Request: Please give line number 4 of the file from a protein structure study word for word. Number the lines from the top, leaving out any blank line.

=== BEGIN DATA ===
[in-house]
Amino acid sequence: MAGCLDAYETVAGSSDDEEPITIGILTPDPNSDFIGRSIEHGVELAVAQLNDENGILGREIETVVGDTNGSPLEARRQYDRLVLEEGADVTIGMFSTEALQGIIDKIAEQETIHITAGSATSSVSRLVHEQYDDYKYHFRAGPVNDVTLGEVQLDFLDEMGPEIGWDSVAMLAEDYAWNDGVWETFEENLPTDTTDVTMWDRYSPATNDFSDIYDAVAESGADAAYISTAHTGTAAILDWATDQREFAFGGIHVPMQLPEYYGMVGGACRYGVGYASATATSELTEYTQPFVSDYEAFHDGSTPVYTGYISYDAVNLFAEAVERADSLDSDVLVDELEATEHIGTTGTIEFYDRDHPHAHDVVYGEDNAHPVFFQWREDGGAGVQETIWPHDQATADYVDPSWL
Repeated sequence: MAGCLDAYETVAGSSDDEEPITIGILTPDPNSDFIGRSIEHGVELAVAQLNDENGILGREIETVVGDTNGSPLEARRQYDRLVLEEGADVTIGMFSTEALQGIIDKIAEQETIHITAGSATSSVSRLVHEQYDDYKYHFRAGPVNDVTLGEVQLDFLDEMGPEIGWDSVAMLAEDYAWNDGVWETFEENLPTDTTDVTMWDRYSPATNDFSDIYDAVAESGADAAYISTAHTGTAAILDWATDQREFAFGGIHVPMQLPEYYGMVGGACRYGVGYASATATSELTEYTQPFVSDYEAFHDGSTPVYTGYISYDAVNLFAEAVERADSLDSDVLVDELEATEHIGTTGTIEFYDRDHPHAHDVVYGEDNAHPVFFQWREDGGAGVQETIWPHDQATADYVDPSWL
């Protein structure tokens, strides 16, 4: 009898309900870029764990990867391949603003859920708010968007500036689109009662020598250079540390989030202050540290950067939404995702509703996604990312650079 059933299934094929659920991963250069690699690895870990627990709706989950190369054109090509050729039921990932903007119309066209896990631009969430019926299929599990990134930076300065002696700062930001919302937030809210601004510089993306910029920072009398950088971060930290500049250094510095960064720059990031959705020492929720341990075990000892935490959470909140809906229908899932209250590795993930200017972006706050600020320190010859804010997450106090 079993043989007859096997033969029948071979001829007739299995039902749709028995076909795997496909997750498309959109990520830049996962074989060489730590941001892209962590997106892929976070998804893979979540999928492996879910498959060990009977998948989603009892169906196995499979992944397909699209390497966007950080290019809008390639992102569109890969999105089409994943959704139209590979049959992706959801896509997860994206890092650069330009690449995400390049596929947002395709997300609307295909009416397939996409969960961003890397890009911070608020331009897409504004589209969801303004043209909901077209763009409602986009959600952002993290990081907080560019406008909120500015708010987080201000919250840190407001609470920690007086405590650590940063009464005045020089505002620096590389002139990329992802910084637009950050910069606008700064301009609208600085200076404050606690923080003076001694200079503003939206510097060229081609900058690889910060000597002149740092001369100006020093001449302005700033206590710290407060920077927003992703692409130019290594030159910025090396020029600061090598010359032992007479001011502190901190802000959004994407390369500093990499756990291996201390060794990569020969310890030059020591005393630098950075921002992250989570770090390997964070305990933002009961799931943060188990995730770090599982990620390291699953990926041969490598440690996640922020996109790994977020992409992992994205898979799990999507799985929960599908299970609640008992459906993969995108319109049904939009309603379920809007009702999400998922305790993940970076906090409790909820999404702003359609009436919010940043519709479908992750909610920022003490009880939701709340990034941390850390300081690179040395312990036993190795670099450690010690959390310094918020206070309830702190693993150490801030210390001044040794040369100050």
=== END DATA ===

């Protein structure tokens, strides 16, 4: 009898309900870029764990990867391949603003859920708010968007500036689109009662020598250079540390989030202050540290950067939404995702509703996604990312650079 059933299934094929659920991963250069690699690895870990627990709706989950190369054109090509050729039921990932903007119309066209896990631009969430019926299929599990990134930076300065002696700062930001919302937030809210601004510089993306910029920072009398950088971060930290500049250094510095960064720059990031959705020492929720341990075990000892935490959470909140809906229908899932209250590795993930200017972006706050600020320190010859804010997450106090 079993043989007859096997033969029948071979001829007739299995039902749709028995076909795997496909997750498309959109990520830049996962074989060489730590941001892209962590997106892929976070998804893979979540999928492996879910498959060990009977998948989603009892169906196995499979992944397909699209390497966007950080290019809008390639992102569109890969999105089409994943959704139209590979049959992706959801896509997860994206890092650069330009690449995400390049596929947002395709997300609307295909009416397939996409969960961003890397890009911070608020331009897409504004589209969801303004043209909901077209763009409602986009959600952002993290990081907080560019406008909120500015708010987080201000919250840190407001609470920690007086405590650590940063009464005045020089505002620096590389002139990329992802910084637009950050910069606008700064301009609208600085200076404050606690923080003076001694200079503003939206510097060229081609900058690889910060000597002149740092001369100006020093001449302005700033206590710290407060920077927003992703692409130019290594030159910025090396020029600061090598010359032992007479001011502190901190802000959004994407390369500093990499756990291996201390060794990569020969310890030059020591005393630098950075921002992250989570770090390997964070305990933002009961799931943060188990995730770090599982990620390291699953990926041969490598440690996640922020996109790994977020992409992992994205898979799990999507799985929960599908299970609640008992459906993969995108319109049904939009309603379920809007009702999400998922305790993940970076906090409790909820999404702003359609009436919010940043519709479908992750909610920022003490009880939701709340990034941390850390300081690179040395312990036993190795670099450690010690959390310094918020206070309830702190693993150490801030210390001044040794040369100050």